Brand Advantage Is Built On Speed And Agility

Chris ZookMay 7, 20183 min

As organizations grow, they inevitably become more complex and less focused, and they stop growing. This is the paradox of growth. Assemble a thousand human minds in the same building, tell them to simplify something, and they will work hard to make it harder. So leaders must be guardians of speed and agility.

Speed is a driving factor for brand advantage. Speed to decide. Speed to deliver. Speed to market. Speed to restock inventory. Speed to solve customer problems. Speed to get to the root cause. Speed to adapt. Speed to acquire and integrate. Speed to see crises coming. Speed to prepare. Speed to act. Speed to grow.

Speed wins in most markets today, and scale insurgents know it. Despite their size, the great scale insurgents are among the fastest-moving companies in the world. Research in the organizational practice at Bain & Company shows a tight relationship between company performance, speed of decision, and perceived quality of decisions. Leaders of scale insurgents are acutely aware, we have found, of how their companies can slow down as they grow large. They fight this at every turn by rooting out some or all of the hidden killers of speed:

Hidden Killers Of Speed In Organizations

1. Excess complexity
2. Energy vampires
3. Debates in committees where no person “has the D” (the right to decide)
4. Excessive organizational layers and span breakers
5. Ambiguity around core principles and objectives and a lack of common instincts for how to react to competitors
6. Trapped resources in departments (hence, the power of zero basing)
7. Balkanized customer experiences with no single owner
8. Lack of Monday meetings to de-bottleneck decisions and actions, leaving conflict unresolved
9. Failure to embrace the power of repeatable models so that each new growth opportunity demands new and different capabilities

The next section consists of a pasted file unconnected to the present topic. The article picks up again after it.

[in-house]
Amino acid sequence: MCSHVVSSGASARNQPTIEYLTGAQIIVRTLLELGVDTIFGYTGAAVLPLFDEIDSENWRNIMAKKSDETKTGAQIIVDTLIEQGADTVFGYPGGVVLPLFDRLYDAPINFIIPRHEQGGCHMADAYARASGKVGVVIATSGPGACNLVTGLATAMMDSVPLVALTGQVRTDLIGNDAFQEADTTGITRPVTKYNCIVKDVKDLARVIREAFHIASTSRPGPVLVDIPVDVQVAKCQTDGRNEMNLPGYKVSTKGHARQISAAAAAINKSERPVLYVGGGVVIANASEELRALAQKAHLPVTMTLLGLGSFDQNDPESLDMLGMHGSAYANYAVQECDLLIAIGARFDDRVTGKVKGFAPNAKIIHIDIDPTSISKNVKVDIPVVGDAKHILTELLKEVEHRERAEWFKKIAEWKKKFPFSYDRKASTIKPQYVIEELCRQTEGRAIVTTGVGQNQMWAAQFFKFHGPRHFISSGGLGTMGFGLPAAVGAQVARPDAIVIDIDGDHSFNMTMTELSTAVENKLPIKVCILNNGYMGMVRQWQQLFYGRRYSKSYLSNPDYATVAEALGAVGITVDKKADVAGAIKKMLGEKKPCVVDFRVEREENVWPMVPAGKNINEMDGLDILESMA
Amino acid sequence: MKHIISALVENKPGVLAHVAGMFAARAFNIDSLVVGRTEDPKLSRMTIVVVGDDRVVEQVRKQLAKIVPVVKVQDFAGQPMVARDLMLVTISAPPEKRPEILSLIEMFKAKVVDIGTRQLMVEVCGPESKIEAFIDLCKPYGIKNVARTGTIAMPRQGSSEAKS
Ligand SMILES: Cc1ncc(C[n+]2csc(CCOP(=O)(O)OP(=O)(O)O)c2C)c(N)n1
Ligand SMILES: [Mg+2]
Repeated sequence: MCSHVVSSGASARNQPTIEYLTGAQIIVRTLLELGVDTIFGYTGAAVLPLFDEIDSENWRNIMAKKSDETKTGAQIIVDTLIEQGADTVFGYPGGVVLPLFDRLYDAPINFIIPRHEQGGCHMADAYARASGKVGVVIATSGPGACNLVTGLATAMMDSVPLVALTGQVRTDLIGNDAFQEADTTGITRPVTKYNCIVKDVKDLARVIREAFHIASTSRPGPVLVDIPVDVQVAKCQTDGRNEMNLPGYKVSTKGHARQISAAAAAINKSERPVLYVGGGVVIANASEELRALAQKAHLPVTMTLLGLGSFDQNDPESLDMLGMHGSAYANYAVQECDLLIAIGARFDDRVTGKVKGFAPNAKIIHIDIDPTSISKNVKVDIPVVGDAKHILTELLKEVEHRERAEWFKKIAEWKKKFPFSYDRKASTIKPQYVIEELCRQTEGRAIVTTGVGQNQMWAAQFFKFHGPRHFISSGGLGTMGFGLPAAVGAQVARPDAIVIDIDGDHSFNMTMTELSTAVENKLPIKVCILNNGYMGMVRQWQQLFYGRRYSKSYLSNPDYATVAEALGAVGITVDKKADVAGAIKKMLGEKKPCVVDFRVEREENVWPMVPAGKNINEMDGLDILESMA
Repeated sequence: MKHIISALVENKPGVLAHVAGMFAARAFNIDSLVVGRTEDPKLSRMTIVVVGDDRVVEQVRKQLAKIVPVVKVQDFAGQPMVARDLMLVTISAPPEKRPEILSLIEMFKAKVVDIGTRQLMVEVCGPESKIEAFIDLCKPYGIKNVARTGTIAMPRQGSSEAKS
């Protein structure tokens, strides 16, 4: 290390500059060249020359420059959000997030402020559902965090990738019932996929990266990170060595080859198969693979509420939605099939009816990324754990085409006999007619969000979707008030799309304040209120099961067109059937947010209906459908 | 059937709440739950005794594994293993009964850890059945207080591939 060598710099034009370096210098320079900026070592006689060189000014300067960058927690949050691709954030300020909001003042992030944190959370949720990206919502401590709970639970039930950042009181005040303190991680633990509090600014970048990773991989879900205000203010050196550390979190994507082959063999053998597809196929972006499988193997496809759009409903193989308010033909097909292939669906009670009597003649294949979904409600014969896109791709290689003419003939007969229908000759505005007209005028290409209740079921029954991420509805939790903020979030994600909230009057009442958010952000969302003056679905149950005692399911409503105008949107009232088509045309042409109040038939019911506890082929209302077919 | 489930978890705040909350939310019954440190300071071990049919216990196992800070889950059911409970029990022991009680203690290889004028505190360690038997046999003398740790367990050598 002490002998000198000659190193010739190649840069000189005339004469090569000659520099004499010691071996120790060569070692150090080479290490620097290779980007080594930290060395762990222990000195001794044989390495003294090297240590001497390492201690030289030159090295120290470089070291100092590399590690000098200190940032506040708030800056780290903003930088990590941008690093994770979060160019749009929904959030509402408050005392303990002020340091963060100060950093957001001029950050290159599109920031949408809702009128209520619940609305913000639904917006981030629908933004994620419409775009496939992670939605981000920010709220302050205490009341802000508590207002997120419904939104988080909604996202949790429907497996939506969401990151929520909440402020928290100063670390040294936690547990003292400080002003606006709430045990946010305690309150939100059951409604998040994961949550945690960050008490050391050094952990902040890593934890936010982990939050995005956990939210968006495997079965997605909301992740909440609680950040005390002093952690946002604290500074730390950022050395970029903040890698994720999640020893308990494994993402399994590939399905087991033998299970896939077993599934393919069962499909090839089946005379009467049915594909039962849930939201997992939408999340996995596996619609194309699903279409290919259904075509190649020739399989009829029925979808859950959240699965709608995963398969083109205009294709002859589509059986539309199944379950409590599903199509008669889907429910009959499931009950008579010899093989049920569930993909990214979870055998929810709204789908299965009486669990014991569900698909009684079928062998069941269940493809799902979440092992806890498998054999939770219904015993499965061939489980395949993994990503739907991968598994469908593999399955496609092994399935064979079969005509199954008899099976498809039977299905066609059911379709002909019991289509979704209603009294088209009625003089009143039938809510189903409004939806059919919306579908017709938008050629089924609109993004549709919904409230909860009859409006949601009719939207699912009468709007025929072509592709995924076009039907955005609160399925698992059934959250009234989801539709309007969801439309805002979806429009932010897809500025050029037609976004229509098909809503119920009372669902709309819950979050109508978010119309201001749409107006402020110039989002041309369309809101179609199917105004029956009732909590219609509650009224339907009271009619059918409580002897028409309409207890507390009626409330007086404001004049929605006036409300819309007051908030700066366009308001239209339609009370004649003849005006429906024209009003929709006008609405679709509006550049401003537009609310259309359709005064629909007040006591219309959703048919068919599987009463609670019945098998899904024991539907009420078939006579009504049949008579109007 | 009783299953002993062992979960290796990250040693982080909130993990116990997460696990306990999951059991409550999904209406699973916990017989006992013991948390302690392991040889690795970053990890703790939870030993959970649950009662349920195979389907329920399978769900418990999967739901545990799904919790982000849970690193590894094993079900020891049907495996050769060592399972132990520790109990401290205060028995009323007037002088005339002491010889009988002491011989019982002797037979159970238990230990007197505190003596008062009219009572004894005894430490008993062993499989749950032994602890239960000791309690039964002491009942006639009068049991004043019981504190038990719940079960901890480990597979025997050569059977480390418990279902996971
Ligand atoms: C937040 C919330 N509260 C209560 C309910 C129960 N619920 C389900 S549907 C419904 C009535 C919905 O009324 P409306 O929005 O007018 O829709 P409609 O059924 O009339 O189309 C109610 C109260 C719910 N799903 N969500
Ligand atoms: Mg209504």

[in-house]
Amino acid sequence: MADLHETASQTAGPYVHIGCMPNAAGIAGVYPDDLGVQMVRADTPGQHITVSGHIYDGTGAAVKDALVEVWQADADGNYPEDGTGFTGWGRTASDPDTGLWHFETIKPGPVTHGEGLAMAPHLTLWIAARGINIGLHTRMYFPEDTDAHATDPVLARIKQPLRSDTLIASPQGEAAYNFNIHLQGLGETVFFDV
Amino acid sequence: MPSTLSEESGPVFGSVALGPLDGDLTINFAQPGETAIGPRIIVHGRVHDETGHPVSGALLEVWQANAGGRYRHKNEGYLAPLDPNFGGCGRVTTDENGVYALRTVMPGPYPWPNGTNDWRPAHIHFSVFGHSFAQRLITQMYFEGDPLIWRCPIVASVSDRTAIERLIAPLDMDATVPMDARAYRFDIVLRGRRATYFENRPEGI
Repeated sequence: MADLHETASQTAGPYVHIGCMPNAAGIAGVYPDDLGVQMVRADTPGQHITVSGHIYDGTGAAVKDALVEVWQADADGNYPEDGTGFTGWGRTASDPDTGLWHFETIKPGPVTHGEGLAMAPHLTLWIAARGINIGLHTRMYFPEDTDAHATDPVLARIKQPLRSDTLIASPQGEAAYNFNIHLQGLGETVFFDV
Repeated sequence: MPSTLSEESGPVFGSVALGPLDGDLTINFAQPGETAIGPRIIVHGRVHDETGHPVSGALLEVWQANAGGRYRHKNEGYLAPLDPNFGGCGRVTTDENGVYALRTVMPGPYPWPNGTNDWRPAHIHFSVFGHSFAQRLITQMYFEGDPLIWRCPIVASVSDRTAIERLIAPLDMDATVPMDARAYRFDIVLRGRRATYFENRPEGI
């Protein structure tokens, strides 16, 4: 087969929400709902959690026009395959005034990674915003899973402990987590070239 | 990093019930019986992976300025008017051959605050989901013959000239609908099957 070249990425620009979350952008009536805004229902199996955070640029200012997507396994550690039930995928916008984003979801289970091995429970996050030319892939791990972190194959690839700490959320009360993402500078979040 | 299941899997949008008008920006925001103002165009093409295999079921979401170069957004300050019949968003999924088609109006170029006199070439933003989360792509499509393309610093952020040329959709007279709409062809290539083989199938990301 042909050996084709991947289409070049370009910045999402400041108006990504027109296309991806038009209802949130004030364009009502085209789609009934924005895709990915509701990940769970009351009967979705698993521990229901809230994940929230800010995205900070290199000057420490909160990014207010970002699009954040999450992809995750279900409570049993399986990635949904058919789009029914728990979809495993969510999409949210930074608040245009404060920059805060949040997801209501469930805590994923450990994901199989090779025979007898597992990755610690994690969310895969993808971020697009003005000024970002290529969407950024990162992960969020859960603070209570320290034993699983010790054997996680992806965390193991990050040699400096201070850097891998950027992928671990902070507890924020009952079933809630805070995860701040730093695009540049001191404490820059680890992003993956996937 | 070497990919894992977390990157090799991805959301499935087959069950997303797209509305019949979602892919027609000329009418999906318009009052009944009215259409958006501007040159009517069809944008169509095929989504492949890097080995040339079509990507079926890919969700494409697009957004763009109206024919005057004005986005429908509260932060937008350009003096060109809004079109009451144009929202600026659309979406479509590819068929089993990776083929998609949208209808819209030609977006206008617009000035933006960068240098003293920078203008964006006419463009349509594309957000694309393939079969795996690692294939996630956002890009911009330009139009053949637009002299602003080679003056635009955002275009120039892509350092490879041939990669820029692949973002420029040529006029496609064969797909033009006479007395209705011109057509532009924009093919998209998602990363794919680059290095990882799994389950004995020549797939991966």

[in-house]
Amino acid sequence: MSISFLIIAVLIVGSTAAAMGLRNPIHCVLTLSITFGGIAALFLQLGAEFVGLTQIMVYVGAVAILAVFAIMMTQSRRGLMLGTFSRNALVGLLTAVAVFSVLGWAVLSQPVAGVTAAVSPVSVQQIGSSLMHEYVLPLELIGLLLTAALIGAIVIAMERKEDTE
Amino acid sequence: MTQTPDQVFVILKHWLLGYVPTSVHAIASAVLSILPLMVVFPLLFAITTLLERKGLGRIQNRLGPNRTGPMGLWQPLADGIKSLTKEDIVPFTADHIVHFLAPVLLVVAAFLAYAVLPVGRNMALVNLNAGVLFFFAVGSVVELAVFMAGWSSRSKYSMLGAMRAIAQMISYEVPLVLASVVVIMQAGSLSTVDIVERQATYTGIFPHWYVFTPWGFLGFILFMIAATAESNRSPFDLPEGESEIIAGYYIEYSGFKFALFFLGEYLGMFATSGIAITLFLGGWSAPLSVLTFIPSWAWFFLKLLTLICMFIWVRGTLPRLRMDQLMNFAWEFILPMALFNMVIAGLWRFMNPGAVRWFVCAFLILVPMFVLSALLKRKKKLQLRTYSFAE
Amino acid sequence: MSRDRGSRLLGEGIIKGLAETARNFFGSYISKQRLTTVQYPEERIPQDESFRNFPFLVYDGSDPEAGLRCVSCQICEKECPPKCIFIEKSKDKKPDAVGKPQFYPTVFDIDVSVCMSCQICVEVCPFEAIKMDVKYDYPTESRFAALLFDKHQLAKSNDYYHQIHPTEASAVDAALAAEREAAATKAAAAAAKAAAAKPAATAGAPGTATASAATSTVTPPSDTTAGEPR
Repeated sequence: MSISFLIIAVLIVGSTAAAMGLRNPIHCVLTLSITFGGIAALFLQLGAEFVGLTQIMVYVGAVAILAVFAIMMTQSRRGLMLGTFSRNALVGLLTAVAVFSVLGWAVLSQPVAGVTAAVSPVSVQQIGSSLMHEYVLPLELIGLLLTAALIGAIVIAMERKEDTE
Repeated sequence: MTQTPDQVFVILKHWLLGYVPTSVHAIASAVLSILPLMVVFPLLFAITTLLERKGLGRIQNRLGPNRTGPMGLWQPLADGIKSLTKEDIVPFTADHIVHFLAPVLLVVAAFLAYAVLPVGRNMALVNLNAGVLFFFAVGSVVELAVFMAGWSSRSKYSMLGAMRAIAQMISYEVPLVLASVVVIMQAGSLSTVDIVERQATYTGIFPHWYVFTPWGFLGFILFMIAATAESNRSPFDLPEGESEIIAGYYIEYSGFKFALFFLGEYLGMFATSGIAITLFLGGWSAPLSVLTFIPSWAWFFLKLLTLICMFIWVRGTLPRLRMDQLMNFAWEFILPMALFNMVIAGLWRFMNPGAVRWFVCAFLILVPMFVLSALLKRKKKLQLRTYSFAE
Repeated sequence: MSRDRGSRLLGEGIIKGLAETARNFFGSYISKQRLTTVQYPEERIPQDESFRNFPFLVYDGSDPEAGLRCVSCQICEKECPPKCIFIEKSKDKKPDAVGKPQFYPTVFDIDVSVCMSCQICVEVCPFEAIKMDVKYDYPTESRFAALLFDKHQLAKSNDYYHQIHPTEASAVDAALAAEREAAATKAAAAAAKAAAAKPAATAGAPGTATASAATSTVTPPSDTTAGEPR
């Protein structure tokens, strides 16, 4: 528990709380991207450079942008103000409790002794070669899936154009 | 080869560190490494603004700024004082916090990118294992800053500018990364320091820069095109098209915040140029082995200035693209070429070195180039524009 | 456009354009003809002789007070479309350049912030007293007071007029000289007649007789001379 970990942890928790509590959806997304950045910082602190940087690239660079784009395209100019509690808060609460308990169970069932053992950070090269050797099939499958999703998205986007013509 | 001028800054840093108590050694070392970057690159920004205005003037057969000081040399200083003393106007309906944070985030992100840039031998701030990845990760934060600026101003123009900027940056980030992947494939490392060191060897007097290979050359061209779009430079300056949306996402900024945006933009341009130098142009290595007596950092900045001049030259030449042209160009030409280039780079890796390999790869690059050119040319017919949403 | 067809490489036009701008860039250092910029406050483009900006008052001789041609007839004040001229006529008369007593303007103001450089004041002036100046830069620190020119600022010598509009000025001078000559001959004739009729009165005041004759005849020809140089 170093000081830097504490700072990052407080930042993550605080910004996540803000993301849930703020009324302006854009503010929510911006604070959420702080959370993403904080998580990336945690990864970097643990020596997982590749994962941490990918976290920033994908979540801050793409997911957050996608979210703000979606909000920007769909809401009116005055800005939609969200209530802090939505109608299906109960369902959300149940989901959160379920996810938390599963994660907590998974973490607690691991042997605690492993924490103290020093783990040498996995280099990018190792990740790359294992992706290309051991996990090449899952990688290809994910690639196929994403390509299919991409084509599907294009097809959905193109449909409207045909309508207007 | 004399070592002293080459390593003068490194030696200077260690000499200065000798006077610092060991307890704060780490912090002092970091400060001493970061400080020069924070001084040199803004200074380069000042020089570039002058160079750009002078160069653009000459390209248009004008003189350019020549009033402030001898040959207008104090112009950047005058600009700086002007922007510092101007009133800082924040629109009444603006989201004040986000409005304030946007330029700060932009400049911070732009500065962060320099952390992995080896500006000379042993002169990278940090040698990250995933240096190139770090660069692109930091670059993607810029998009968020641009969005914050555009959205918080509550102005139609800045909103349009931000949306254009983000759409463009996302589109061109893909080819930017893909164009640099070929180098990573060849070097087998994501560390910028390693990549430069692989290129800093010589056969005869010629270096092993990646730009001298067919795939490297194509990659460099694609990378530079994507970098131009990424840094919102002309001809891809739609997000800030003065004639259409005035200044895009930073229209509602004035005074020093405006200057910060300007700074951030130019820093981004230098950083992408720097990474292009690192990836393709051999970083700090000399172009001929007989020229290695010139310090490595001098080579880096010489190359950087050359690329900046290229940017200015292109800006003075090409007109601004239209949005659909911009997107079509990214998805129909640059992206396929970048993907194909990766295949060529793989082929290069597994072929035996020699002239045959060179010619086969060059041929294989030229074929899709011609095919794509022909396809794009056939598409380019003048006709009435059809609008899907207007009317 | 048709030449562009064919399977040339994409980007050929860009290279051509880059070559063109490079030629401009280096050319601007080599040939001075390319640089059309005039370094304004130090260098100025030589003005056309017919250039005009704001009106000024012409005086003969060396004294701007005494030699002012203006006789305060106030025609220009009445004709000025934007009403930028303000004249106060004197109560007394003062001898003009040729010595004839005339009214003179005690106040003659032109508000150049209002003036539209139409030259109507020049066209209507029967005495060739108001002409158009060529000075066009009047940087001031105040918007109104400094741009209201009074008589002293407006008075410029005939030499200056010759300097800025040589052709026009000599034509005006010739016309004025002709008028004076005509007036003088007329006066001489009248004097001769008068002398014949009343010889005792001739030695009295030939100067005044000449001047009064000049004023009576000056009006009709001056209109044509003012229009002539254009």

10. Large corporate staffs endlessly initiating new activities to better inform themselves

The bottom line: leaders should make speed a competitive advantage in everything they do. Every leader should work to reduce the speed killers, promote measures of speed, and encourage new ideas that increase it. In his twenty years as CEO of General Electric, Jack Welch grew the company from $26.8 billion of revenues to almost $130 billion. But he was most known for improving its performance and speed. “When the rate of change inside an institution becomes slower than the rate of change outside,” he famously said, “the end is in sight.”

But speed isn’t enough. Leaders need to be the guardians of agility, too. Yonghui, the leading Chinese fresh-food grocer, improves its agility by building insurgent “green store” businesses alongside its incumbent “red store” businesses, figuring that if a new insurgent is going to disrupt its industries, it should at least be its insurgent. The leaders of Mey, the leading spirits player in Turkey, maintain their agility through Monday meetings, which they use to unblock obstacles to innovation and force the sharing of resources—and accountability—across functions and sales territories. AB InBev, for its part, promotes agility by embedding the owner’s mindset everywhere in the business.

Contributed to Branding Strategy Insider by: Chris Zook with the permission of Harvard Business Review Press. Excerpted and adapted from The Founder’s Mentality: How to Overcome the Predictable Crises of Growth.

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